(JTA) – Hundreds of activists and government officials from around the world are meeting in Berlin to discuss ways of countering anti-Semitism.
The conference, which was organized by the Organization for Security and Co-operation in Europe (OSCE), began Wednesday and continues Thursday in the German capital. It marks the 10th anniversary of the OSCE conference on anti-Semitism and the Berlin Declaration, which urged OSCE member states to monitor and combat anti-Semitism through legislation and education.
More than 200 individuals from civil society groups, many of them from Jewish organizations, have registered to attend the event, which comes amid increased concern about rising anti-Semitism in Europe. Some 350 representatives of international organizations and governments from the 57 OSCE member states will also attend, according to Rabbi Andrew Baker, representative of the OSCE chair on combating anti-Semitism and director of international Jewish affairs for the American Jewish Committee.
For Baker, “the most pressing issue is providing physical protection and security to Jewish communities in Europe” in the wake of frequent attacks on Jewish institutions and individuals, including by jihadists.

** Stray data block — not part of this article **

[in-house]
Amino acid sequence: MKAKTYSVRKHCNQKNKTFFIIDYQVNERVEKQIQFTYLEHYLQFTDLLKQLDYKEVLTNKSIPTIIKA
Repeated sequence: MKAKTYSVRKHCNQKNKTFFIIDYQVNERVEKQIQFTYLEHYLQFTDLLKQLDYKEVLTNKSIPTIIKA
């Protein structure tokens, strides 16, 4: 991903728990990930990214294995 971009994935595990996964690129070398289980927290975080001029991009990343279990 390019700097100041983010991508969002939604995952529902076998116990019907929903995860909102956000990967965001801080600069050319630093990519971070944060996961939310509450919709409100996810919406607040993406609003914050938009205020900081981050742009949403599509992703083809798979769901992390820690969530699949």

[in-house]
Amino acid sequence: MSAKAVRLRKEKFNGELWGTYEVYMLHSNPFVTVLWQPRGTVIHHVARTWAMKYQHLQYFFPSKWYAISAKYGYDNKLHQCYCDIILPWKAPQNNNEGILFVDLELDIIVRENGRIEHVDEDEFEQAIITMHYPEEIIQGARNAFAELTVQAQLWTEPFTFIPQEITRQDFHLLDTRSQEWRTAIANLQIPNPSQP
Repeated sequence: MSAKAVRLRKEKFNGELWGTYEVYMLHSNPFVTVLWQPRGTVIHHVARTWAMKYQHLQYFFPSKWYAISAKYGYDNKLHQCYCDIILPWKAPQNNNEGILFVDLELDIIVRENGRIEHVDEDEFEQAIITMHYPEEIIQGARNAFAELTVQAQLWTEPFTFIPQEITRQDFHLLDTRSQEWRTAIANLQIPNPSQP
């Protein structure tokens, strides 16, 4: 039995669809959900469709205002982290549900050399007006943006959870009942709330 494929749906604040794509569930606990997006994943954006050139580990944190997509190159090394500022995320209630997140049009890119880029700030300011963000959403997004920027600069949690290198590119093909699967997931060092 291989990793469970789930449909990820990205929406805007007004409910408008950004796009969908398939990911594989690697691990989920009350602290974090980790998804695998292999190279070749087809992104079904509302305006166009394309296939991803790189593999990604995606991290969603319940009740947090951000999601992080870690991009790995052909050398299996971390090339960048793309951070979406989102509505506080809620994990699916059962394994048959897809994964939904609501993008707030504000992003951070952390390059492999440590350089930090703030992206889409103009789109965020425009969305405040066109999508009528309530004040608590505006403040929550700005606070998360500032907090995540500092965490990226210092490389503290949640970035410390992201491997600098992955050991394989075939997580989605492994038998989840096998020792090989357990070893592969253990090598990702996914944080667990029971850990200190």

While some European governments allocated extra funds and resources for protection of Jewish communities following recent attacks, “others are declining to do so,” Baker said. Beyond the issue of funds, he said, progress needs to happen on “recognizing the seriousness of the problems communities face.”
Baker said the “unique feature” of the conference is that it is “providing a platform for discussion” between NGOs and governments.
On a trip in September to Denmark, Baker heard from government officials that in Denmark, a “relaxed approach” is taken to security. Armed police are not posted outside Jewish institutions in Denmark because authorities fear it would make the general population feel uncomfortable.
“European governments are not fully prepared to confront the potential terrorist threat posed by returning jihadist fighters who can move freely inside the Schengen borders,” he said. “Such a person could be in Brussels in the morning and in Copenhagen or Budapest in the afternoon.”